I really don't see 200km/h+ working on the northern HFR route, it's too curvy and there are far too many places where straightening those curves would cost a lot of money.
Curve straightening isn't cheap but its much cheaper than building a new route, especially if the track being straightened isn't in use or passing through urban areas.
 
Fastest diesels ever (other than Turbo) topped out at 258 (Talgo XXI) and a 220 service speed.
I hadn't realized that the Turbo was dual-powered, and could run off electricity as well!

Bets on VIA getting the underused AMT ALP45s if HFR gets built? Could be a swap so Exo gets more charges... NJT uses the ALP45s on the northeast corridor.
They max out at 160 km/hr using diesel. Even in electric mode they max out at 200 km/hr. Which should be enough for HFR, though I replied to the 300 km/hr comment.

Though why they can't co-operate with GO to use a common system, I don't know.
 
I don't think the Canadian Turbo's were... It wasn't a real mainline electric capability so much as an ability to limp into Grand Central on third rail.

As far as AMT engines go, I agree they'd work, but likely not WELL given how long they'd have been sitting by the time HFR is likely to be in service. Honestly, if they are going to be re-used GO or sale to the States makes a lot more sense, but given the state of the locomotive market at the moment I kind of get why the intention seems to be to keep them running in Montreal as pure diesels. Hopefully a swap can be arranged with Metrolinx.
 
I hadn't realized that the Turbo was dual-powered, and could run off electricity as well!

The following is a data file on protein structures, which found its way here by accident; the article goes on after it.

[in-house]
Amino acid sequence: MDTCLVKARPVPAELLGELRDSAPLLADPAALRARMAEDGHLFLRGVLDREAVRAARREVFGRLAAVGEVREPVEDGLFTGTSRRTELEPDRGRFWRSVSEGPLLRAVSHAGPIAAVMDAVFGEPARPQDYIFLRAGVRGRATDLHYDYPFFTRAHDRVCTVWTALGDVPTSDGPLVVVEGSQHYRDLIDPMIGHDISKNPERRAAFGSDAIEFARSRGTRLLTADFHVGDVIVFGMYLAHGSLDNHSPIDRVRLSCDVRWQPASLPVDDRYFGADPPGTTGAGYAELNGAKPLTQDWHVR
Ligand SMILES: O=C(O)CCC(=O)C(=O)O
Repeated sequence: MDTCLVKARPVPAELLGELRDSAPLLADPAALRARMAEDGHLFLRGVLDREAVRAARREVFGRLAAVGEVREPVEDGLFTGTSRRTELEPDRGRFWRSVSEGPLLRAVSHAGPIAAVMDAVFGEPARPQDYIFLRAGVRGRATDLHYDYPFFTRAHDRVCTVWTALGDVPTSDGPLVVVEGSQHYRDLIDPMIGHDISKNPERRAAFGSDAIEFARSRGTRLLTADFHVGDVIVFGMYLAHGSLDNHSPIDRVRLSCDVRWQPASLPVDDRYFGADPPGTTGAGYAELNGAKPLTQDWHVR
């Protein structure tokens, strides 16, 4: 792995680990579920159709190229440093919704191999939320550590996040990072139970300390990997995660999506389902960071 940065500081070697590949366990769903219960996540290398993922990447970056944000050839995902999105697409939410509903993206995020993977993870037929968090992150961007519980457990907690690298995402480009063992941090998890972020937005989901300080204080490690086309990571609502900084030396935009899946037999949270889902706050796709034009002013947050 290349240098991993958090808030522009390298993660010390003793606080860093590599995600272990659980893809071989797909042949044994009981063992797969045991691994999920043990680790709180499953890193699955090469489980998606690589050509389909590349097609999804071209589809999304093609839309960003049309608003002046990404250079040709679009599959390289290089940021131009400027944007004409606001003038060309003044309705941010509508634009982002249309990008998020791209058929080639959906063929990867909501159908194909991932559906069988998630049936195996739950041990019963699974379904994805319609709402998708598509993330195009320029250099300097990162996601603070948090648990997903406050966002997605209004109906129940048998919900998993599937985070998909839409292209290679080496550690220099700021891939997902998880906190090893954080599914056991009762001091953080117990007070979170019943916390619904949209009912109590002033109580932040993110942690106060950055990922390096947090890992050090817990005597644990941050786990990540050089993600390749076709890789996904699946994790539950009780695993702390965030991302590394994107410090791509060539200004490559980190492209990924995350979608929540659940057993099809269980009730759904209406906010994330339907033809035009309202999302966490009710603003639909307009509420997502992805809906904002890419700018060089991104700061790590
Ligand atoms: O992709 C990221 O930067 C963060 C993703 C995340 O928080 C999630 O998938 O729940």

They max out at 160 km/hr using diesel. Even in electric mode they max out at 200 km/hr. Which should be enough for HFR, though I replied to the 300 km/hr comment.

Though why they can't co-operate with GO to use a common system, I don't know.
The TurboTrain was powered by a gas turbine engine and could attain a maximum speed of over 270 km/h, though it normally never exceeded 150 km/h.

The TurboTrain was put into service after just one year of testing, and achieved the Canadian train speed record of over 226 km/h.
 
The point isn't any one corridor - it’s the network. Even the return of the Northlander depends on CN goodwill over the Bala.

The more of the network that passes into state ownership, the more the state can do with it. But in France’s case, it is able to ensure that air routes are restricted while also ensuring rail options exist to replace them. For the feds to ban air travel in that way would be a useless joke in Canada because we are decades away from plausible replacements, both in construction but also because the state at either level refuses to take necessary control of necessary infrastructure. Imagine Canada with private toll roads between our regions which not only charge for transit but also pick and choose which trucks or buses can transit. That is what the Parliament of Canada permits on the railways. We could solve that with nationalization, open access, or a mix - if government didn’t live in dread of how the American railways (Canadian in their name or not) would respond to that.
I suppose if we had the national population density of most European countries it might make more economic sense. The history of rail in Canada is private ownership. I don't think the Canadian taxpayer would be happy with the bill to "take control" of it.
 
The Windsor to Woodstock section would actually be both cheap and very easy to construct IF Ottawa grabs a pair and puts CN & CP in their place.